Long-Term Care Costs Cause Increase in National Retirement Risk Index

banner_interiorlogoThe Center for Retirement Research (CRR) at Boston College released earlier this month its biannual National Retirement Risk Index (NRRI) report that adds long-term care expenses to the Index calculation. The addition produced another increase in the number of working Americans who may not be financially prepared to retire and increased the index number by three percentage points from 61 percent to 64 percent.  The National Retirement Risk Index, developed by the Center for Retirement Research at Boston College and underwritten by a grant from Nationwide, is updated twice annually. The Index is a percentage measurement of how many working-age American households are ‘at risk’ of being unable to maintain their standard of living in retirement.  According to the Index, ‘at risk’ means a household would be unable to maintain its pre-retirement standard of living in retirement. The amount of money people need while retired compared to pre-retirement varies but has been estimated to be from 65 to 85 percent, depending on household income and marital status. The percentage is higher if the costs of health care and long-term care are explicitly taken into account.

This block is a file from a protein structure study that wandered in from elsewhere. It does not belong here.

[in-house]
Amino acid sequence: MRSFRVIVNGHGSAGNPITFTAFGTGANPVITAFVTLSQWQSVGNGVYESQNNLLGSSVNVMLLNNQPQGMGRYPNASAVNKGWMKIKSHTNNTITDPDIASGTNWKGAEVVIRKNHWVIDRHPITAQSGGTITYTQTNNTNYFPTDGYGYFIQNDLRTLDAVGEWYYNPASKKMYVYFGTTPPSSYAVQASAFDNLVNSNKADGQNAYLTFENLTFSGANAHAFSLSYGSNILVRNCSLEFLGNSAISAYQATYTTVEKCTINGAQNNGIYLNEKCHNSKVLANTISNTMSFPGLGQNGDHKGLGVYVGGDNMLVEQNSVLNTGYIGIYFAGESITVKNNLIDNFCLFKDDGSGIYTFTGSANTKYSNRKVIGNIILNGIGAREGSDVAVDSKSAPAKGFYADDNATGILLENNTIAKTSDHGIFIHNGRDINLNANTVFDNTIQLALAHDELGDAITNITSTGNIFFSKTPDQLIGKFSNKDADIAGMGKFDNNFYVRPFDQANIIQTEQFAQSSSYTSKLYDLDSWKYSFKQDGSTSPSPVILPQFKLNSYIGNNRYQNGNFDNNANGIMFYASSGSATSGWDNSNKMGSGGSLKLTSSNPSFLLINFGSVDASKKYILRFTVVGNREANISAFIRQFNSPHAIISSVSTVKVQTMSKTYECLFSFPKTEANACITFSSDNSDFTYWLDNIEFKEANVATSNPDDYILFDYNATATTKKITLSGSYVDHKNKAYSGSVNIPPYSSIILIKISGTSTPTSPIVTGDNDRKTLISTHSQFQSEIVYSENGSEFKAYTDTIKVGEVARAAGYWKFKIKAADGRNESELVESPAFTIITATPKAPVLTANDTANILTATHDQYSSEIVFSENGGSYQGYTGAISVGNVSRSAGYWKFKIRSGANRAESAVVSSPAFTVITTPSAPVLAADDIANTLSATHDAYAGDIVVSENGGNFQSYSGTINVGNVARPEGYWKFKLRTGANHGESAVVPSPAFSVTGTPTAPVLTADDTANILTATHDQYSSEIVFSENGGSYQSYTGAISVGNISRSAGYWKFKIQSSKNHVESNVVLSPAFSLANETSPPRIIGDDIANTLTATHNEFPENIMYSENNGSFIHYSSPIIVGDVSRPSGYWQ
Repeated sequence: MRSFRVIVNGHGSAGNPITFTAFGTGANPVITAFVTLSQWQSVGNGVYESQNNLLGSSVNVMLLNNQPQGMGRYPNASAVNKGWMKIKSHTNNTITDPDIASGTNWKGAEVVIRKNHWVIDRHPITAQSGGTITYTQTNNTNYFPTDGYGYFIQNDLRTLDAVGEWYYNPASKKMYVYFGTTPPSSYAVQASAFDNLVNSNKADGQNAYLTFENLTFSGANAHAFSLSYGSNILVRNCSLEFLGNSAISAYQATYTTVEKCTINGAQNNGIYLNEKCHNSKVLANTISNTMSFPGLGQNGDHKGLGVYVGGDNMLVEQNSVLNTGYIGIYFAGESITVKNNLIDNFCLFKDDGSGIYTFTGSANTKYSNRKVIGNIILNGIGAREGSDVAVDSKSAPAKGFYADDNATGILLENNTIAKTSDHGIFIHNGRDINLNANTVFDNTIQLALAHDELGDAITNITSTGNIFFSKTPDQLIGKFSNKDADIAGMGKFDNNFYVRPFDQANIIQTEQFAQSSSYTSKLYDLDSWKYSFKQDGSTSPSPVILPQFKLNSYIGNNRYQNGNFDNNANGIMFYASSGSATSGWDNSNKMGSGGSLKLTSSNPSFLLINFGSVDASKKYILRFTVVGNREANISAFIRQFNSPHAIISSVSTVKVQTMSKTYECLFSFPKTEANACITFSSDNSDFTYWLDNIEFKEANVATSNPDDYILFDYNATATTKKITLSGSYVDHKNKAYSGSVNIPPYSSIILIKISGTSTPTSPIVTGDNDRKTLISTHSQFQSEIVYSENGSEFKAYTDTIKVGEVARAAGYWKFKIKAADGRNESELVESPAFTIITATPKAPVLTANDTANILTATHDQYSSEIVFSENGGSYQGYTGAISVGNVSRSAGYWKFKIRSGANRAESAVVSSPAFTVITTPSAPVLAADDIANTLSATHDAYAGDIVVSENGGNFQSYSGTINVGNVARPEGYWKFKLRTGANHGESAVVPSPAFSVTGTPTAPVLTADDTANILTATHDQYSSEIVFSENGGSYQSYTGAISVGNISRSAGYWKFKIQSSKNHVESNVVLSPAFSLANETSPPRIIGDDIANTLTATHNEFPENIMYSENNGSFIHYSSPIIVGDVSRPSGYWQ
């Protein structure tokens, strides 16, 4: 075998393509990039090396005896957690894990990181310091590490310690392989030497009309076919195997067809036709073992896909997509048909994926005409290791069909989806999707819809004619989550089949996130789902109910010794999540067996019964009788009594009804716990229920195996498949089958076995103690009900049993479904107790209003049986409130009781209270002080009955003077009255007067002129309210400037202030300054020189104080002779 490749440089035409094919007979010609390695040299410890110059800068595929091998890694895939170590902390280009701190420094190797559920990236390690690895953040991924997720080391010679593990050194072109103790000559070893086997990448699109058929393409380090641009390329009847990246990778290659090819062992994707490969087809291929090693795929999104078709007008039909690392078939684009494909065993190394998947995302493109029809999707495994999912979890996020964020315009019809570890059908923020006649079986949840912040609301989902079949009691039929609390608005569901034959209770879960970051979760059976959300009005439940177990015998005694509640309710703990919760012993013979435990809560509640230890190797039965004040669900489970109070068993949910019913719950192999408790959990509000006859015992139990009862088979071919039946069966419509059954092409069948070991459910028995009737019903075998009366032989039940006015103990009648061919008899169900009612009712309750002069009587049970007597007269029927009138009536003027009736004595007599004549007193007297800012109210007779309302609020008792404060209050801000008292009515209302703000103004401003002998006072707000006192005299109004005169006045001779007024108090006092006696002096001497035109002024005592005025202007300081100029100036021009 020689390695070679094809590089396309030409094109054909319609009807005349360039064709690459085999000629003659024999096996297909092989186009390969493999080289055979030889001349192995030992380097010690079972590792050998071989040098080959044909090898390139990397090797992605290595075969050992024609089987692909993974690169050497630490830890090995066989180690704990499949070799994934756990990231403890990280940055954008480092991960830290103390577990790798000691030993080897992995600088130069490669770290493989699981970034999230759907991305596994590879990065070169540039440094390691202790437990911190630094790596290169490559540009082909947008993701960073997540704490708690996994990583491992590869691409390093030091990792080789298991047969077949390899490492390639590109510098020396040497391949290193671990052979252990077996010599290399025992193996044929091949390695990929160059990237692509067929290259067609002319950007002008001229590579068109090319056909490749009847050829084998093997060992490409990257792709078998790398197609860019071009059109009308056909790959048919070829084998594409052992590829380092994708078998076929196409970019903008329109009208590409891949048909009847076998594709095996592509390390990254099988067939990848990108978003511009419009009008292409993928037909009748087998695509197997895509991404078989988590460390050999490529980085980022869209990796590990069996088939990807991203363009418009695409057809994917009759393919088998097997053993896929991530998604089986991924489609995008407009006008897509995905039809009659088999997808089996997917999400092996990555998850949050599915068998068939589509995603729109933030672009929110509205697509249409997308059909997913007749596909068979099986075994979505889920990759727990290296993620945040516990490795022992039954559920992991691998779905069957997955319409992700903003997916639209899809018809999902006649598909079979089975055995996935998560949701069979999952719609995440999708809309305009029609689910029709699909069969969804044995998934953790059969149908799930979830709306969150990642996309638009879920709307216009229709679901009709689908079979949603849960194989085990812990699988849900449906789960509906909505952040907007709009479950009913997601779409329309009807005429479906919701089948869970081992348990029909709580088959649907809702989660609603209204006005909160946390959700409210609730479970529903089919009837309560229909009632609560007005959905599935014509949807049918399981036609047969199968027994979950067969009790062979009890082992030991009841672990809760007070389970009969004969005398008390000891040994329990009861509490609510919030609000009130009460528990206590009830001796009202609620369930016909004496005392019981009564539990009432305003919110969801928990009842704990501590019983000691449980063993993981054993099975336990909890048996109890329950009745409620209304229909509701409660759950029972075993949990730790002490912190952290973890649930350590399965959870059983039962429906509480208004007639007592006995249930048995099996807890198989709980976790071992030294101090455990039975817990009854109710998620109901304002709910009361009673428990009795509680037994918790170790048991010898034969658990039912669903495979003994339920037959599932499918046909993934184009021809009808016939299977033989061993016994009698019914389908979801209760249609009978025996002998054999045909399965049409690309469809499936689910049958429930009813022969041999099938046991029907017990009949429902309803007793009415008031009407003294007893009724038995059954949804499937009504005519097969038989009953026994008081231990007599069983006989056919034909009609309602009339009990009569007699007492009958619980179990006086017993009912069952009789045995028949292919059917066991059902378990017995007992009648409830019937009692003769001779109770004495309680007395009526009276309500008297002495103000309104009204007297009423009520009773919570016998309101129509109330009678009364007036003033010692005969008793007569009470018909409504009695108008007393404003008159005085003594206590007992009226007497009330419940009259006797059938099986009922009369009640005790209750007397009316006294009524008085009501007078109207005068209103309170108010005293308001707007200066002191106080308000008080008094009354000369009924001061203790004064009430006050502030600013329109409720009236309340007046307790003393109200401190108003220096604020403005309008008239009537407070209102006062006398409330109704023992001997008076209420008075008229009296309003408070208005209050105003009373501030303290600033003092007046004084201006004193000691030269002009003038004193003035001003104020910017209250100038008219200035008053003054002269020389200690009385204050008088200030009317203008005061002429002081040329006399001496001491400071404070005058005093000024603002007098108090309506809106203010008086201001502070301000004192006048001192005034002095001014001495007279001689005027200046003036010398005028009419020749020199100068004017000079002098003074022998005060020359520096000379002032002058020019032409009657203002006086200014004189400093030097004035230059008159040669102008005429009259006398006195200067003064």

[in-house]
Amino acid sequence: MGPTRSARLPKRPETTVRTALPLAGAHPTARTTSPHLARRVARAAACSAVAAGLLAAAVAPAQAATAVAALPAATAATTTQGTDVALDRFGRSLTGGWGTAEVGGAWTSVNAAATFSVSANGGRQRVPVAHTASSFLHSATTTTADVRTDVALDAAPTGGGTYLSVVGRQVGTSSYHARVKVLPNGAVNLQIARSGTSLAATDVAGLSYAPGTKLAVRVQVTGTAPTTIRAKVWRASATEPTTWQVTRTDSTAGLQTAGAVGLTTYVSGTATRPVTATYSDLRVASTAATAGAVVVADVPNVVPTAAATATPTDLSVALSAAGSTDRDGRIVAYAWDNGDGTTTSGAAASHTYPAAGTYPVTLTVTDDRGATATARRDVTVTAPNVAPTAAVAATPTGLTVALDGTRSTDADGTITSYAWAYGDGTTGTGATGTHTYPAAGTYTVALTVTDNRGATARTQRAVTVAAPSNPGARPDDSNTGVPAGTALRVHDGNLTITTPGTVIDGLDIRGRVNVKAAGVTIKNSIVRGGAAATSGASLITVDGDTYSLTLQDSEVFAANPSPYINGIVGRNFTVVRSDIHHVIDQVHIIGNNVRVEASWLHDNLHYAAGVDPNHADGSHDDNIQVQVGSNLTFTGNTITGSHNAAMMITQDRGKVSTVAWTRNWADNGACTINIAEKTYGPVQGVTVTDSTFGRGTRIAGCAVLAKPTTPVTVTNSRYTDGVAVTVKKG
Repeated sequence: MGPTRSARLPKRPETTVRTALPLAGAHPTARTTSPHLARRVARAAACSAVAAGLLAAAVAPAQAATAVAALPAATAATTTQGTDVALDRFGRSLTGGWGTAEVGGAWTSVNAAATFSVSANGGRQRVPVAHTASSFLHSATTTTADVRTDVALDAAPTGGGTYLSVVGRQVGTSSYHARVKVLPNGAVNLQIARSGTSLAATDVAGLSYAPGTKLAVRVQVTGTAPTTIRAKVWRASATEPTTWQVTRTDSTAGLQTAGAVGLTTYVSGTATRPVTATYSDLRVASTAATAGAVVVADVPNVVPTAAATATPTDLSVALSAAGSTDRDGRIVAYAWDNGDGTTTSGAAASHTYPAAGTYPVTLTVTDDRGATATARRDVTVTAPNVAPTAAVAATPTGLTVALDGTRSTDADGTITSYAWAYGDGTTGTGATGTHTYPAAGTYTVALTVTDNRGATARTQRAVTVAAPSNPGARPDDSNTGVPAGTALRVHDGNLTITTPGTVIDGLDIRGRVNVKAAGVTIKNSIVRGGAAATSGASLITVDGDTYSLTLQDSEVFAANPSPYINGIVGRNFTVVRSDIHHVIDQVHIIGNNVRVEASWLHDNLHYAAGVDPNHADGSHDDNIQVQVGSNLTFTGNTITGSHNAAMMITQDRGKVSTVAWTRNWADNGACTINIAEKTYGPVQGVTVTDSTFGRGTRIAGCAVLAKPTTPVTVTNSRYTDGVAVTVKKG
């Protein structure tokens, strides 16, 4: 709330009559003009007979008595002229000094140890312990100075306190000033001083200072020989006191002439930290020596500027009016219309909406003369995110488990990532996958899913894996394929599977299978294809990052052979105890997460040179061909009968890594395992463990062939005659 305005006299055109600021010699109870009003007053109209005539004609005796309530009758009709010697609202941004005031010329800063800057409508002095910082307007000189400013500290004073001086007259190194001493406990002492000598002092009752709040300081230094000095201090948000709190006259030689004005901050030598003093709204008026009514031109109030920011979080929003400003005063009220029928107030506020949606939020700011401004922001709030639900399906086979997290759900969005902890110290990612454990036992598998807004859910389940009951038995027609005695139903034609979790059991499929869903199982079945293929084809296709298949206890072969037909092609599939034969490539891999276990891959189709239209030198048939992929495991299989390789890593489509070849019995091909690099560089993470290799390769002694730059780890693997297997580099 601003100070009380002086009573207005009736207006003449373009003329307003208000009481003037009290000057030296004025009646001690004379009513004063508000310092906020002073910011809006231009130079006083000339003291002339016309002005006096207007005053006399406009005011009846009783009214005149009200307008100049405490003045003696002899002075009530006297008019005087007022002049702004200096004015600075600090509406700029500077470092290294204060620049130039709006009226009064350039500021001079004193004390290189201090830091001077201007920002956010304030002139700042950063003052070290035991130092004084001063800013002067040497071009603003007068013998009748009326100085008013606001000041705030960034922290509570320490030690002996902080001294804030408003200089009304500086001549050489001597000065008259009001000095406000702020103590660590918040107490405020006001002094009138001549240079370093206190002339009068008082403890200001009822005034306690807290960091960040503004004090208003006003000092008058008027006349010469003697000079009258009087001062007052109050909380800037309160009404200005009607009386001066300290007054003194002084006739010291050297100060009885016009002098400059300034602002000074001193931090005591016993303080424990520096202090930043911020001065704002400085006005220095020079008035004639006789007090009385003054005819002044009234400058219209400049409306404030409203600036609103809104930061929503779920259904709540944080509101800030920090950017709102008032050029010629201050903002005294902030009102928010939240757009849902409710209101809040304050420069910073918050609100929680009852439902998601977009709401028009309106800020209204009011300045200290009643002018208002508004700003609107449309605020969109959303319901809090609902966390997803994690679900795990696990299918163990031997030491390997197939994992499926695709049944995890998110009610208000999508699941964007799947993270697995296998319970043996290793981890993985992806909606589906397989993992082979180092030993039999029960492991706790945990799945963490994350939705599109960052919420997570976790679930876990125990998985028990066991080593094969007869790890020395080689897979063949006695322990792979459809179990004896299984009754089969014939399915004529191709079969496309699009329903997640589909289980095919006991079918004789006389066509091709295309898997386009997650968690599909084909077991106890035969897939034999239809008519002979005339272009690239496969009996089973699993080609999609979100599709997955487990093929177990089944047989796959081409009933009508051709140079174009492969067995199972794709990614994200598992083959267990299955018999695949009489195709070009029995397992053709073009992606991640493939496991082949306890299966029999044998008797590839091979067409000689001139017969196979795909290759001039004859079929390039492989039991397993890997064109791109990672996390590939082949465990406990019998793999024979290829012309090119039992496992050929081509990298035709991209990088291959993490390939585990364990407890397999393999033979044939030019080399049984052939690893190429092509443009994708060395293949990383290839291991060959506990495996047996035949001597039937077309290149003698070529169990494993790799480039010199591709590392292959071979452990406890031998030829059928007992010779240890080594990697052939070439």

“Explicitly including health care in February 2008 raised the original Index from 44 percent to 61 percent,” said Alicia H. Munnell, director of the Center for Retirement Research at Boston College. “And including the cost of long-term care insurance now raises the Index to 64 percent. Because the costs of long-term care insurance and other health expenditures are rising and the income system is contracting, these latest findings raise major concerns about the retirement security of baby boomers and succeeding generations.”

“The Index uses a projection of how much income households are expected to have in retirement relative to their pre-retirement income,” Munnell said. “This ‘replacement rate’ is then compared to a target rate that would allow a household to maintain its pre-retirement standard of living. Households that fall more than 10 percent short of the target are considered ‘at risk.’


“This estimate assumes that people work to age 65 and annuitize all their financial assets, including the receipts from reverse mortgages on their homes,” Munnell said. “More realistic assumptions regarding earlier retirement and the reluctance of people to annuitize their 401(k) balances or tap housing equity would put the percentage of workers ‘at risk’ considerably higher.”

The full report is available from the Center for Retirement Research at Boston College.